The most challenging part of trials is definitely the mental part. Staying consistent and focused is key. As far as physical obstacles are concerned, I struggle the most with trusting myself enough to really go for the “big ups”. Although it’s kind of a mental obstacle too, actually. I get intimidated when I don’t make it up something the first time, and then it really gets in my head.
What are big-ups?
Sorry ! (laughs) They’re when you go up big rocks and stuff like that. Usually like six feet or taller. Basically instead of being able to wheelie up over it, you have to use a “splatter” technique. And that means that you basically have to jump from flat ground, make contact with the back wheel, then ride the rest of the way over the obstacle.
Congrats on wrapping up the USA Moto Trials Women’s Pro Championship a few weeks ago! How does it feel?
It feels really amazing to have all of my hard work pay off! I am really proud of the way I rode this year too! I won seven out of the eight rounds. I’ve been pushing myself really hard this year and I can feel a big improvement! I’m definitely excited for the world championship series to start!
Have you competed in the World Rounds before, or will this be your first year? And speaking of international events, have you ever done the Trials des Nations?
This will be my second year riding the entire whole world championship series. I’ve actually gone to the Trials des Nations three times now and I’ll be going again this year! ** Impressive! Where do you stay/who do you train with when you’re in Europe for the world rounds?**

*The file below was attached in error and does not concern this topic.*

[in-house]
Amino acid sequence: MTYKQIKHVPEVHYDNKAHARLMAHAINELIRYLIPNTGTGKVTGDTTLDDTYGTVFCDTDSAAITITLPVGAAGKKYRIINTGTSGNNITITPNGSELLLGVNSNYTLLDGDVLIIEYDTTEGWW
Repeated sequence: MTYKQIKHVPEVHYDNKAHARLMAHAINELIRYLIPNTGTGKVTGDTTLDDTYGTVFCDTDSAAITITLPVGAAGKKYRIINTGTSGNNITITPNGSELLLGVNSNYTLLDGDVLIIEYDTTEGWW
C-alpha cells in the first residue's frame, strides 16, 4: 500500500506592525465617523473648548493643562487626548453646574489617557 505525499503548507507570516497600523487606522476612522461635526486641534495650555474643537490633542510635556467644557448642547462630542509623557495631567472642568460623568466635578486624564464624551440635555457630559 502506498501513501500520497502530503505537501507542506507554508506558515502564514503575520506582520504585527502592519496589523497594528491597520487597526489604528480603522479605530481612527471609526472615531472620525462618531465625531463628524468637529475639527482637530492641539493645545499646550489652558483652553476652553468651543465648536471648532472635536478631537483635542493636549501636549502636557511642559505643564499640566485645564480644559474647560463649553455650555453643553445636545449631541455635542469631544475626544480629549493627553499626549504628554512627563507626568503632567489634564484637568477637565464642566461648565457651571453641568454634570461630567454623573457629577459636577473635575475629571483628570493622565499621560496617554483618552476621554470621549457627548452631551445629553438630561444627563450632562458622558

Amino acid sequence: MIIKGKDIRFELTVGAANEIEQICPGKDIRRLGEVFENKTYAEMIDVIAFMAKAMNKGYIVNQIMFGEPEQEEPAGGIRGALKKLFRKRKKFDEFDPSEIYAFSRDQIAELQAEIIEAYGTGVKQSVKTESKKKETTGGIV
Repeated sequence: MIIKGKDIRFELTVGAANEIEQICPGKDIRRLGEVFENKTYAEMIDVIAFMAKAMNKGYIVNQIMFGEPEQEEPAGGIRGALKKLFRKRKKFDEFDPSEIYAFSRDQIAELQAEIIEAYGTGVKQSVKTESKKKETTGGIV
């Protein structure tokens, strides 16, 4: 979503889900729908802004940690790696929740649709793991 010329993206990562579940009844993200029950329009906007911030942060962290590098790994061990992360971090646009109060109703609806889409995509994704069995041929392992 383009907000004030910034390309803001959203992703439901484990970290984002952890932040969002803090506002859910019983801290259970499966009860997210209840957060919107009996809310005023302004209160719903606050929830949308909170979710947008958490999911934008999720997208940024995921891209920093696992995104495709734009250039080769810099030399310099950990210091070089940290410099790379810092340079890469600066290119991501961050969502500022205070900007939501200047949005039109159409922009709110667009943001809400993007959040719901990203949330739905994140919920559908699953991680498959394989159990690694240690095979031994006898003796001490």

I will be staying and training with te Norwegian trial team – they’re great!
It sounds like you pretty much dominate here in the states – but I know that historically the European riders tend to be a little better at trials, at least on the men’s side. Is that also true for the women?
The Europeans are much better in both the men’s and women’s divisions. They compete against each other and have an event almost every weekend which really helps elevate their game. So I’m thrilled to have the opportunity to train in Europe for all of August in preparation for the rest of the world rounds.
That’s cool, riding and training overseas is awesome! But moving on a little from the riding – I saw you recently graduated from high school. What are your plans for the next couple of years?
Yes it is, I love Europe! I want to move there someday, just not sure if I’m ready! (laughs) As far as school goes, I’m taking a year off to travel and train full-time, but I plan on starting an online college program sometime next year.
Last big question: What advice would you give to other women who are interested in riding trials or competing in events?
I would tell them that riding bikes is so empowering and freeing… go out and try something different, it’s never the wrong time to explore something different!
Well said! It was a pleasure interviewing you Maddie, thank you for your time! Who all would you like to thank?
I want to thank mom and dad, GasGas and Spectro oil. And thank you so much for your time, I appreciate you doing this interview.